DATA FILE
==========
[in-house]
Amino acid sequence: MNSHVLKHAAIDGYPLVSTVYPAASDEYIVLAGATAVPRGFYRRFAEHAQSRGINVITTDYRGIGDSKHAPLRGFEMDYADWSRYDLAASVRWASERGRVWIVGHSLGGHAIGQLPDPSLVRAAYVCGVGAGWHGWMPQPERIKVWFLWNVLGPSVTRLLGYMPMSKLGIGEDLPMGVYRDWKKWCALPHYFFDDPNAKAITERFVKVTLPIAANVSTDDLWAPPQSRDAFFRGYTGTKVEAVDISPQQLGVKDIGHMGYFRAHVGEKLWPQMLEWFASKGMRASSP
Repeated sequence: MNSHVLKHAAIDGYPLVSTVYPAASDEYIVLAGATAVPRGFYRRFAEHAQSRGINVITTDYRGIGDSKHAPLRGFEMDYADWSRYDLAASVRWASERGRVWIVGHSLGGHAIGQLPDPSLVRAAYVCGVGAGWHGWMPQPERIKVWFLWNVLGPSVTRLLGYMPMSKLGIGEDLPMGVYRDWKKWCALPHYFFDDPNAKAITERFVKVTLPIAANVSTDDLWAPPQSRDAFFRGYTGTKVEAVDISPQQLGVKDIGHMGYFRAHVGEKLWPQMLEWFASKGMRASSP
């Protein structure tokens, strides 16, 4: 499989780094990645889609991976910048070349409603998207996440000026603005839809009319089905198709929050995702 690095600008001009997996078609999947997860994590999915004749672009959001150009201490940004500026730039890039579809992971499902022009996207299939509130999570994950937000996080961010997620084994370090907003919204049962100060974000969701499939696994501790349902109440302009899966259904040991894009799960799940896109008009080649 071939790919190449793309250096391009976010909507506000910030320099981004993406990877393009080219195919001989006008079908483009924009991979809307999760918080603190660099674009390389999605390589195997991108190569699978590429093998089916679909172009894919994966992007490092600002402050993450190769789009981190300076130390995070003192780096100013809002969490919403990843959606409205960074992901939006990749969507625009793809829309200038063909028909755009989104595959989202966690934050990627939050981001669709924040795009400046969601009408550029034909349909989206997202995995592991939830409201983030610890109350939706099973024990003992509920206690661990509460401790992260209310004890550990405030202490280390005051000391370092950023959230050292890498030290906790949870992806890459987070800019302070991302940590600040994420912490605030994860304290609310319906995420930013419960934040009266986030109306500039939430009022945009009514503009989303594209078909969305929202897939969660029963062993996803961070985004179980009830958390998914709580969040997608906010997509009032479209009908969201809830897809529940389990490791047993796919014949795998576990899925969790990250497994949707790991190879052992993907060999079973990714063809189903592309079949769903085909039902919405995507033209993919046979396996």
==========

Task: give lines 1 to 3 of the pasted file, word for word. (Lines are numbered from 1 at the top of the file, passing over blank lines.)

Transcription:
[in-house]
Amino acid sequence: MNSHVLKHAAIDGYPLVSTVYPAASDEYIVLAGATAVPRGFYRRFAEHAQSRGINVITTDYRGIGDSKHAPLRGFEMDYADWSRYDLAASVRWASERGRVWIVGHSLGGHAIGQLPDPSLVRAAYVCGVGAGWHGWMPQPERIKVWFLWNVLGPSVTRLLGYMPMSKLGIGEDLPMGVYRDWKKWCALPHYFFDDPNAKAITERFVKVTLPIAANVSTDDLWAPPQSRDAFFRGYTGTKVEAVDISPQQLGVKDIGHMGYFRAHVGEKLWPQMLEWFASKGMRASSP
Repeated sequence: MNSHVLKHAAIDGYPLVSTVYPAASDEYIVLAGATAVPRGFYRRFAEHAQSRGINVITTDYRGIGDSKHAPLRGFEMDYADWSRYDLAASVRWASERGRVWIVGHSLGGHAIGQLPDPSLVRAAYVCGVGAGWHGWMPQPERIKVWFLWNVLGPSVTRLLGYMPMSKLGIGEDLPMGVYRDWKKWCALPHYFFDDPNAKAITERFVKVTLPIAANVSTDDLWAPPQSRDAFFRGYTGTKVEAVDISPQQLGVKDIGHMGYFRAHVGEKLWPQMLEWFASKGMRASSP